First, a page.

Blog – McCarthy & Associates – Galway Talks, 20/08/2015

Question: I get the impression that it is virtually impossible to achieve any sort of return on savings without taking some risk, what is your opinion?
Answer: The days of full capital protection have virtually disappeared. The products that are currently available which provide complete security are unlikely to provide any sort of reasonable returns.
The reality now is that investors need to take some element of risk and this can vary according to your preferences across a wide range of options.

Question: I recently re-entered the workforce and had been unemployed for the last 2½ years. My wife was still working but our situation disimproved while I was out of work. I want to try and plan my finances for the future, what would you recommend that I do?
Answer: This is obviously a milestone in financial terms for you and thankfully is a positive one. You may have during the period you were unemployed, stopped paying medical insurance, life cover, pension etc. These are all areas which you need to revisit and see what areas you ceased making contributions to and look at restarting same. In addition you may be in a position now to consider saving on a monthly basis or alternatively looking at rescheduling or clearing some of your borrowings.

Question: I am considering helping my son with regard to a deposit for a house. Are there any tax implications for both of us if I do this?
Answer: It is important to remember that there is currently a lifetime threshold of gifts/inheritance from parent to child up to €125,000. Any gift that you made to them now will be taken off this sum depending on the value of the estate that they inherited.
There is no tax to be payable now but the lifetime threshold is an important aspect to be aware of.

Question: I am getting a loan from my bank for a property and I feel they are putting me under pressure with regard to taking out life cover with them. Can they do this?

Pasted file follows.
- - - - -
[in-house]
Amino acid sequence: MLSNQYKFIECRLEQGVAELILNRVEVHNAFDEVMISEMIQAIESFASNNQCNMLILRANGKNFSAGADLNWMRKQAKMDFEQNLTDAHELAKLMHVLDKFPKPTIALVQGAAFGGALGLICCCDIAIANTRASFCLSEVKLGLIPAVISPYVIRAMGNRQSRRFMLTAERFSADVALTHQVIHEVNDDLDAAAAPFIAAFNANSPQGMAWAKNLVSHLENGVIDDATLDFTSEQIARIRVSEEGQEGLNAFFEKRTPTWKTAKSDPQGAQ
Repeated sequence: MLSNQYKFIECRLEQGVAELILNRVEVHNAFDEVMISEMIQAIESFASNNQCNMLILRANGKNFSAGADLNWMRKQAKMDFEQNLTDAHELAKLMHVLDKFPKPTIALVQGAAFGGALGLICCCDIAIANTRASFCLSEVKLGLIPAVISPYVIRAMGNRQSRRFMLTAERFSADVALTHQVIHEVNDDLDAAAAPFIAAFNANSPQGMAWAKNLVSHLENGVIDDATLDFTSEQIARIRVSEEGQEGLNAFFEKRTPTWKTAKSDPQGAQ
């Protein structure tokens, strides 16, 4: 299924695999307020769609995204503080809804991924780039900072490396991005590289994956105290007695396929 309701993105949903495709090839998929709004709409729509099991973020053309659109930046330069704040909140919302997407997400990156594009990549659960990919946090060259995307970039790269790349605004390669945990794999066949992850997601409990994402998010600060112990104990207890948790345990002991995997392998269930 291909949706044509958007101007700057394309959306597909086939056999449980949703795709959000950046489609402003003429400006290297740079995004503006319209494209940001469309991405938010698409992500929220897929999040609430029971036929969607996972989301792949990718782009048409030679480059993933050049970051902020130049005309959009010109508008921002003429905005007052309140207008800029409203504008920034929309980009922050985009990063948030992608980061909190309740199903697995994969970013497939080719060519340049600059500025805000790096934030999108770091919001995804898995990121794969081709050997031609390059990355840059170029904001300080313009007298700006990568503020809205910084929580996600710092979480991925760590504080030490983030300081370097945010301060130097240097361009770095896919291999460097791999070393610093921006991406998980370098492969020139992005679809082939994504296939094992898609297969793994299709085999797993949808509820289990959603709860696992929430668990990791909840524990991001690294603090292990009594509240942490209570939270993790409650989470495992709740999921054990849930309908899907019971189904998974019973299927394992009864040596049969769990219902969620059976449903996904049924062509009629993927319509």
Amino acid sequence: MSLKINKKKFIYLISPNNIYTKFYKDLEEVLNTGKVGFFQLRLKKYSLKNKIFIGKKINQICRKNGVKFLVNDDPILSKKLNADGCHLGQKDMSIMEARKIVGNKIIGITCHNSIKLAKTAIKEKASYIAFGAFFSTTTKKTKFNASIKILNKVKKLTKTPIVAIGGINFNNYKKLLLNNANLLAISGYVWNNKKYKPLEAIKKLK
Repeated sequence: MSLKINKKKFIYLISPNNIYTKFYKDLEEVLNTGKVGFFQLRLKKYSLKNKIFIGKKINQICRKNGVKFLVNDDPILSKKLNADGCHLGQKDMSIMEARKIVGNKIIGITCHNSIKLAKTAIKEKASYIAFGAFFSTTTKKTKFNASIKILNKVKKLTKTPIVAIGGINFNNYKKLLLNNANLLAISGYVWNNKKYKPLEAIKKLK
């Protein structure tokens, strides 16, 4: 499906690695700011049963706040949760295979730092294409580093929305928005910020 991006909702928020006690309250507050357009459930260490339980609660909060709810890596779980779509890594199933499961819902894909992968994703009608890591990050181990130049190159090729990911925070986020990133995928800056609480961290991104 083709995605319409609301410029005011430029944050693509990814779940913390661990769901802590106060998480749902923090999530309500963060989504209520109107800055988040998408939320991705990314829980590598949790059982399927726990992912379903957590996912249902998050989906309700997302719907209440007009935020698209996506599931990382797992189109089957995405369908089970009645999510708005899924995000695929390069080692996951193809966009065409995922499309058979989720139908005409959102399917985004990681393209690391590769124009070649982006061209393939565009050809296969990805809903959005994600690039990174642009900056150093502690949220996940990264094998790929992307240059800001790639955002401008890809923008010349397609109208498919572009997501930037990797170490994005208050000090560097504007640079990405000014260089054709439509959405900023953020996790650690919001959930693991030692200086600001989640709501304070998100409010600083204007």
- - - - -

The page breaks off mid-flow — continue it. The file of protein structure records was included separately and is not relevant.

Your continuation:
Answer: You are not required to take out the life cover through your bank. In fact it has been our experience that you will probably get a cheaper policy through a broker or directly with some of the life policies. Whichever policy you choose can be then given to the bank and utilized for your mortgage.
One tip I would give you is that you don’t take out an expensive policy that is beyond what you require unless you are fully aware of its features and it suits your circumstances.

Question: My mother is in her 70’s and has some money on deposit which she needs to be able to have access to. The problem is it is earning less than 1%. Is there any alternative suitable for her?
Answer: Unfortunately this is your only option as your mother requires access and security for her money. These are the more important features rather than looking to maximize the return on the money.

Question: I want to help my daughter out to buy a new house however she doesn’t have a sufficient deposit. Is it a good idea for me to borrow for her?
Answer: I would highly recommend that you do not consider this course of action. You are at a different stage of your life and whilst intentions are very commendable, if things go wrong well then you could be left with a loan that you may not be able to service.